The Yamaha YDP141 is a digital upright piano from Yamaha's Arius range. Although this is an entry-level piano, it has the authentic concert grand piano sound that made Yamaha famous. In addition, it comes with a beautiful solid stand and a comfortable upholstered bench. These great premiums will save you at least $150 in accessories that you would otherwise have to buy yourself.
This particular model from Yamaha can offer you different features and benefits that other entry-level digital pianos cannot. In addition, there are also some important facts to consider before deciding to purchase this particular model, so keep reading this magazine to learn more...
Here are some of the highlights of the PDA 141
- 88 full-size graduated hammers Standard weighted wrenches
- Variable Touch Sensitivity: Allows you to choose between a hard, medium or soft setting depending on your playing style or finger strength.
- 64-note polyphony - allows you to play more notes at the same time
- Six different voices: including grand piano, electric piano, organ and strings
- The damper pedal features a true half-damper effect, giving you nuanced expressive control over the sustained sound.
- MIDI sequencer (with integrated MIDI input and output)
- 3 different types of reverb effects
- A library of 50 piano songs that you can play at the touch of a button.
- The built-in song recorder and metronome make these instruments ideal for piano lessons, practice, or even for composing your own music.
Like most Yamaha digital pianos, expect voices of amazing realism and quality from the YDP141, because the piano sounds have been sampled at three different velocity levels using its Dynamic Stereo Sampling technology with Advanced Wave Memory, giving you a sound very similar to that of a real acoustic grand piano. I've found that Yamaha consistently provides the best samples of authentic concert pianos, even for its input digital pianos like the YDP141.
Expect a true acoustic grand piano feel with this digital piano with 88 keys GHS or Graded Hammer Standard. It's a great feature that allows you to realistically feel the weight of the keys as they diminish from low to high notes.
Dual mode operation and the built-in reverb effect processor can add depth and texture as well as the combination of different voices available, which is ideal if you want to experiment with more modern sounds such as electronic piano and strings.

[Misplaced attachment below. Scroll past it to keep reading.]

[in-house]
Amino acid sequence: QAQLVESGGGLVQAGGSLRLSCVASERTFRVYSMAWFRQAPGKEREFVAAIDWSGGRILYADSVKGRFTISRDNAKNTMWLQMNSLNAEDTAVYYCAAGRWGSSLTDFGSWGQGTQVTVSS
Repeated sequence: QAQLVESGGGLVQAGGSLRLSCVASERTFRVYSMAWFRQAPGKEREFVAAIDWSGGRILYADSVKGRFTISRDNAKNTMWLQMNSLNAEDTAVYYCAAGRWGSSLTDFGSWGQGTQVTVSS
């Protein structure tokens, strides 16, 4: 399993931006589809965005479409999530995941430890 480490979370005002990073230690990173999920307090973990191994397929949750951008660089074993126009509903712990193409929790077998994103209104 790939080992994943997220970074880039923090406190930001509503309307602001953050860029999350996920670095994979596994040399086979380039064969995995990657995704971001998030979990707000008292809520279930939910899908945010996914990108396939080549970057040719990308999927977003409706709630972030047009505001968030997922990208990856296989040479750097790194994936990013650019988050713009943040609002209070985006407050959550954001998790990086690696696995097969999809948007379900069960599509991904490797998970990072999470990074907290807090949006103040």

The built-in MIDI sequencer lets you record your performance for review or playback by storing nearly 11,000 notes on a single track. This is a great feature for beginner piano students, as they can listen to their performances and improve their technique.
As a computer enthusiast, another feature I really appreciate is the ability to connect MIDI inputs and outputs that also allow you to connect to MIDI compatible devices and, of course, your PC or Mac.
As this model is considered an entry-level model, you may be quite disappointed by the limited number of features it offers compared to more expensive models designed for professional musicians. Of course, the speakers may be a bit higher, but I still find them nice. Also, after you've exhausted all the available features such as the number of voices and track recording limitations, you might want to have a little more and switch to its big brother the Yamaha YPD161.
What is the difference between the YDP-140 and the new YDP-141?
In May 2019, Yamaha introduced the new version of the YPD-140, called the YPD-141. Essentially, the piano is exactly the same with a few minor modifications:
- You can record two tracks instead of just one, which is ideal for "overdubbing" a solo instrument or an extra part on a background track.
- Yamaha has doubled the internal memory from 337KB to 845KB - this will allow you to store longer songs.
- The YDP-141 is 11 pounds lighter than the YDP-140!
An examination of the owner of the YDP140 :
By M. Jameson
Yesterday, I bought the YDP140 after doing a lot of research on the internet and weighing the pros and cons of options. I have a straight Yamaha, but I wanted something to play with at night without disturbing the neighbours. Being a sensitive man, I wanted a digital piano with a sensitive acoustic piano touch, so I like my Yamaha upright. After trying several digital pianos yesterday at the Guitar Center (especially Casio and Yamaha), I have to say that the YDP140 is the closest thing to the feel and sound of a real piano. The other digital pianos I tried were a bit clumsy or the sound was a bit strange.
Sure, you can spend a few hundred (if you want 20W speakers, a few extra voices and a headphone stand, you can spend $300 more and get the YDP160) or thousands more and maybe get a little closer to the feel of a real piano, with bells and whistles, but if you want a quality digital piano with a few quality voices (especially the piano) - that's it. The construction and appearance of this piano is of quality and it looks good in my living room. In addition, a good advantage for me is the sturdy roller key cover, the solid pedals that mimic acoustics and the included padded bench. I love playing this piano, and when I play my acoustics, the difference in feel is minimal. TRY IT, YOU'LL LOVE IT.